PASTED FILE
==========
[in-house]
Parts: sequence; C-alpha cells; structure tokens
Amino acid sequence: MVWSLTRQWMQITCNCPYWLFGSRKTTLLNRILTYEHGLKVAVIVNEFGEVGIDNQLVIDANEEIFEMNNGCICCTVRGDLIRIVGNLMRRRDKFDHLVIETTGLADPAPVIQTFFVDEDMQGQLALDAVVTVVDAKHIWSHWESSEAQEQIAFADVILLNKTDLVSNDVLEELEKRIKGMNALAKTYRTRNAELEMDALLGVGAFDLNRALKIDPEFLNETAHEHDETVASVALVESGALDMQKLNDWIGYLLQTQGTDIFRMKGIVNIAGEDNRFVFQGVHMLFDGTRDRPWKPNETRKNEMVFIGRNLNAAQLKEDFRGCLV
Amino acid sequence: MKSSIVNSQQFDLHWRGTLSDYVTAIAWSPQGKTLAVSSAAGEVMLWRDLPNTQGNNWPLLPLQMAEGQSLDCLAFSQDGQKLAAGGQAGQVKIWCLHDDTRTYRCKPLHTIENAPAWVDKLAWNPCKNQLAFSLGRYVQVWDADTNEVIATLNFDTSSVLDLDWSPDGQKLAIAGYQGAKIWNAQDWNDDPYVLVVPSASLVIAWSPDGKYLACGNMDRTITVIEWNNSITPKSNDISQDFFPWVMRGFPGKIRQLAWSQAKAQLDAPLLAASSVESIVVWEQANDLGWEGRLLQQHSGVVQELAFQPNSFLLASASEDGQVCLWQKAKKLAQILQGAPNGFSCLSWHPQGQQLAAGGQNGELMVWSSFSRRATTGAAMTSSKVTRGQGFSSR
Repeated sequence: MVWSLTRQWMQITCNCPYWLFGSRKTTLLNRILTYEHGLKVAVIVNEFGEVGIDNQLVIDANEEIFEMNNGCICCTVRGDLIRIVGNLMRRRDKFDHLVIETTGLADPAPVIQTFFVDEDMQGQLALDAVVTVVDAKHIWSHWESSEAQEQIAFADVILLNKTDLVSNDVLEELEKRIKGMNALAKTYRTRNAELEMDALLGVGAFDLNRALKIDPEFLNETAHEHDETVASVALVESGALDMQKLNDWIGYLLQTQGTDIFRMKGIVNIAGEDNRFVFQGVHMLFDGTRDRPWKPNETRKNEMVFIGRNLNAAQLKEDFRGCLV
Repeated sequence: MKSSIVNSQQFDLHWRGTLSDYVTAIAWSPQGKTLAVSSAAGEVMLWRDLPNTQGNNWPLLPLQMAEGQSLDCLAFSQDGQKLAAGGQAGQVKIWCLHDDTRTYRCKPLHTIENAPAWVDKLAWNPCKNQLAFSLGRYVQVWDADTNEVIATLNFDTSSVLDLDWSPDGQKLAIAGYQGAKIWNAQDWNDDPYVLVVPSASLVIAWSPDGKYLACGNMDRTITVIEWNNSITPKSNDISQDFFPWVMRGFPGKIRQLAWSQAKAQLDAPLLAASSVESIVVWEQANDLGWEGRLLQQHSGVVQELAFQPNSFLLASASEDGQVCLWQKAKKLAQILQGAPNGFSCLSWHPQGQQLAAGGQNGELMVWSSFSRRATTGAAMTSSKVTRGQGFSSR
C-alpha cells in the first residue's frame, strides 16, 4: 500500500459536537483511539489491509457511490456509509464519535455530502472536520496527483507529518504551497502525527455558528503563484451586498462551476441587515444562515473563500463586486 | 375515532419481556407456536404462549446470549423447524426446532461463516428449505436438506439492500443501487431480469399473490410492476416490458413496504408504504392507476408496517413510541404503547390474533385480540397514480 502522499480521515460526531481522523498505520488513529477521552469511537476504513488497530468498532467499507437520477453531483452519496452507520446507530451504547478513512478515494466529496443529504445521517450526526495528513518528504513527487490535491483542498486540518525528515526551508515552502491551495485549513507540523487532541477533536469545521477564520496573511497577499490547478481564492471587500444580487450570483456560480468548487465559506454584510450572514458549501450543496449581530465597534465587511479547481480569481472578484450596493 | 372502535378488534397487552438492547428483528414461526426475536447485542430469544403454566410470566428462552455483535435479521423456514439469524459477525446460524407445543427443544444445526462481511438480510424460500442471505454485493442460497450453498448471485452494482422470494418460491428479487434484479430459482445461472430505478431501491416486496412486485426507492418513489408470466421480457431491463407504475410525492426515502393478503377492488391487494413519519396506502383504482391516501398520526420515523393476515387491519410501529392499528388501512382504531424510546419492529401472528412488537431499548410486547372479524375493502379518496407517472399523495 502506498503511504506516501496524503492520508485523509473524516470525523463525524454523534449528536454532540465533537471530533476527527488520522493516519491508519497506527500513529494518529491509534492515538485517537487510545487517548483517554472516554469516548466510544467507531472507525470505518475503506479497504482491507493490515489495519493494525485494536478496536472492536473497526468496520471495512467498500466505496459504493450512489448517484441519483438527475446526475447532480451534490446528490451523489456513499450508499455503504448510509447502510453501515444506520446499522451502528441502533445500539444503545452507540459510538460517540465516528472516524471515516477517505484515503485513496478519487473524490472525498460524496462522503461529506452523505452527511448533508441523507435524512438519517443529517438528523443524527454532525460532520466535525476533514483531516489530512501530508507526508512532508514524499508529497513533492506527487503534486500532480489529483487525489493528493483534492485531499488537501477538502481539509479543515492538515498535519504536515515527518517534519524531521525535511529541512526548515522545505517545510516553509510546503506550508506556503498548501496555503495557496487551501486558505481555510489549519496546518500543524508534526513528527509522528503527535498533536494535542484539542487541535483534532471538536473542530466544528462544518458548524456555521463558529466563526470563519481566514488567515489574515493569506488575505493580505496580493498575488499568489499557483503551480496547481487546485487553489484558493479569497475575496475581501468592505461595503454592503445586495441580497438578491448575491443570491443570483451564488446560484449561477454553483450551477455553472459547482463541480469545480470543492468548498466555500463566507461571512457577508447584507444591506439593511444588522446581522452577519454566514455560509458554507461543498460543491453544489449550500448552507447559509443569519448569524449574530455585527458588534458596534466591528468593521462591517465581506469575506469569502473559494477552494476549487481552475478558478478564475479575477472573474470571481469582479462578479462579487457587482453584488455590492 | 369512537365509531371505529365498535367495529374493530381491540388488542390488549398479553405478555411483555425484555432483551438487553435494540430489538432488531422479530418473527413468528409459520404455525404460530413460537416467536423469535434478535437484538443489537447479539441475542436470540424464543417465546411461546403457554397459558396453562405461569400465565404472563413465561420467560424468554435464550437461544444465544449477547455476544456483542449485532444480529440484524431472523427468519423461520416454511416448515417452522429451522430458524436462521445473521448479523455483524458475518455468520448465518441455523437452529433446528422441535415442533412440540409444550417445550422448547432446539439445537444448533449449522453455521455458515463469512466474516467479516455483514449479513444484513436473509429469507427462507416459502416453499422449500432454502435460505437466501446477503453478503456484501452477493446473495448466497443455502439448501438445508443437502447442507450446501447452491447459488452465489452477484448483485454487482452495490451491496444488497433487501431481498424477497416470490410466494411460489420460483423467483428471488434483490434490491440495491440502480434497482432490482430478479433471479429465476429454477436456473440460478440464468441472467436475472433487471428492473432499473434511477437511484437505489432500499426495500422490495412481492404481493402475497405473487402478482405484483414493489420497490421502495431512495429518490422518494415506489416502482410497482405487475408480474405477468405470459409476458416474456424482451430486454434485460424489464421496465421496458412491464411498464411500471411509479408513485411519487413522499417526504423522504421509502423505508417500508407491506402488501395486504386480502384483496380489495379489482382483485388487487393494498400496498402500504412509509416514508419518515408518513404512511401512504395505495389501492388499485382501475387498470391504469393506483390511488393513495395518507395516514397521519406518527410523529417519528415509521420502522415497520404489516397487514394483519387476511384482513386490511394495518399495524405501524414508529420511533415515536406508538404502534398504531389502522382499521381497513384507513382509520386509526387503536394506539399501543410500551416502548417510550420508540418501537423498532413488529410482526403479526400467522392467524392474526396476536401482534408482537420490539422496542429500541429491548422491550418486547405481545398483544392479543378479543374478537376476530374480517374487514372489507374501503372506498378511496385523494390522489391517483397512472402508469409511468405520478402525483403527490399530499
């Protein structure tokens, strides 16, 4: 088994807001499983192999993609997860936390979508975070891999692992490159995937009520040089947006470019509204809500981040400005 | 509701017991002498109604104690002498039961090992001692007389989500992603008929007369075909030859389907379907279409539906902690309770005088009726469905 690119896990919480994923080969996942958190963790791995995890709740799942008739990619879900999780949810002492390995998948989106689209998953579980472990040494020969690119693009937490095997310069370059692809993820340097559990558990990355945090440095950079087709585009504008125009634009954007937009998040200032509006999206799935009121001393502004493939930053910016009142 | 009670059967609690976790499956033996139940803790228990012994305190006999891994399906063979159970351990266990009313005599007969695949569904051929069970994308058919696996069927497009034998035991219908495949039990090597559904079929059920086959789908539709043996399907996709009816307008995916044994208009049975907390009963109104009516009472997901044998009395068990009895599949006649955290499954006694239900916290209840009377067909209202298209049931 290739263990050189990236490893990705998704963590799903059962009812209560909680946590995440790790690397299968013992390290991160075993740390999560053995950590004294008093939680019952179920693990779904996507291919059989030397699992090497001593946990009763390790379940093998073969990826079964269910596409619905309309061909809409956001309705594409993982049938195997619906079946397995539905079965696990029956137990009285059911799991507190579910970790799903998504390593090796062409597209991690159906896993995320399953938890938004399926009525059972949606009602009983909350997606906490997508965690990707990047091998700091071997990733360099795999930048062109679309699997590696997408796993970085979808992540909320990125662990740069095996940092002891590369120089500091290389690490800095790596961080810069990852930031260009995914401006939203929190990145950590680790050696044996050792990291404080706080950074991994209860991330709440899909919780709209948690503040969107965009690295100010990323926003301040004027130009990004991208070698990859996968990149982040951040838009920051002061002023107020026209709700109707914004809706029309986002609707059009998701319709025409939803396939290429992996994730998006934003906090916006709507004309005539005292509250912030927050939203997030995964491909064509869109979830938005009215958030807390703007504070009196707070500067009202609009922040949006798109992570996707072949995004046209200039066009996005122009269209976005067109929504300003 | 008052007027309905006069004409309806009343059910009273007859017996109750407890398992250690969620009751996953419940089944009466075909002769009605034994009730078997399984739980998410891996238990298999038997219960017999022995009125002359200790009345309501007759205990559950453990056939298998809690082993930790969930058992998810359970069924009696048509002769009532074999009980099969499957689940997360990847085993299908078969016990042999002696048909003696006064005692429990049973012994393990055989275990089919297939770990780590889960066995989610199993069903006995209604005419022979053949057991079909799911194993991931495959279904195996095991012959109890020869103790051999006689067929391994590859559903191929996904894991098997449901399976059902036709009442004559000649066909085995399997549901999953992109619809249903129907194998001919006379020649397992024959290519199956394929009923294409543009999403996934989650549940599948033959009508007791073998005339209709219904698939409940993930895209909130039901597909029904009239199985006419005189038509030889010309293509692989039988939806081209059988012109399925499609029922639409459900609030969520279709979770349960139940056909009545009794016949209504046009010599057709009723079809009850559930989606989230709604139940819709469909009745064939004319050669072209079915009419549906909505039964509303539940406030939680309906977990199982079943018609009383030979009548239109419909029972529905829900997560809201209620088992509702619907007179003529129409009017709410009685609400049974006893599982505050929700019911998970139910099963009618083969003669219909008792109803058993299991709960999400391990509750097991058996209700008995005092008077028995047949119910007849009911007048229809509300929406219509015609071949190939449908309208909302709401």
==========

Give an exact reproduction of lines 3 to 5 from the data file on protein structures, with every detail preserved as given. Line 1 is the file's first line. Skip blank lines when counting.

Amino acid sequence: MVWSLTRQWMQITCNCPYWLFGSRKTTLLNRILTYEHGLKVAVIVNEFGEVGIDNQLVIDANEEIFEMNNGCICCTVRGDLIRIVGNLMRRRDKFDHLVIETTGLADPAPVIQTFFVDEDMQGQLALDAVVTVVDAKHIWSHWESSEAQEQIAFADVILLNKTDLVSNDVLEELEKRIKGMNALAKTYRTRNAELEMDALLGVGAFDLNRALKIDPEFLNETAHEHDETVASVALVESGALDMQKLNDWIGYLLQTQGTDIFRMKGIVNIAGEDNRFVFQGVHMLFDGTRDRPWKPNETRKNEMVFIGRNLNAAQLKEDFRGCLV
Amino acid sequence: MKSSIVNSQQFDLHWRGTLSDYVTAIAWSPQGKTLAVSSAAGEVMLWRDLPNTQGNNWPLLPLQMAEGQSLDCLAFSQDGQKLAAGGQAGQVKIWCLHDDTRTYRCKPLHTIENAPAWVDKLAWNPCKNQLAFSLGRYVQVWDADTNEVIATLNFDTSSVLDLDWSPDGQKLAIAGYQGAKIWNAQDWNDDPYVLVVPSASLVIAWSPDGKYLACGNMDRTITVIEWNNSITPKSNDISQDFFPWVMRGFPGKIRQLAWSQAKAQLDAPLLAASSVESIVVWEQANDLGWEGRLLQQHSGVVQELAFQPNSFLLASASEDGQVCLWQKAKKLAQILQGAPNGFSCLSWHPQGQQLAAGGQNGELMVWSSFSRRATTGAAMTSSKVTRGQGFSSR
Repeated sequence: MVWSLTRQWMQITCNCPYWLFGSRKTTLLNRILTYEHGLKVAVIVNEFGEVGIDNQLVIDANEEIFEMNNGCICCTVRGDLIRIVGNLMRRRDKFDHLVIETTGLADPAPVIQTFFVDEDMQGQLALDAVVTVVDAKHIWSHWESSEAQEQIAFADVILLNKTDLVSNDVLEELEKRIKGMNALAKTYRTRNAELEMDALLGVGAFDLNRALKIDPEFLNETAHEHDETVASVALVESGALDMQKLNDWIGYLLQTQGTDIFRMKGIVNIAGEDNRFVFQGVHMLFDGTRDRPWKPNETRKNEMVFIGRNLNAAQLKEDFRGCLV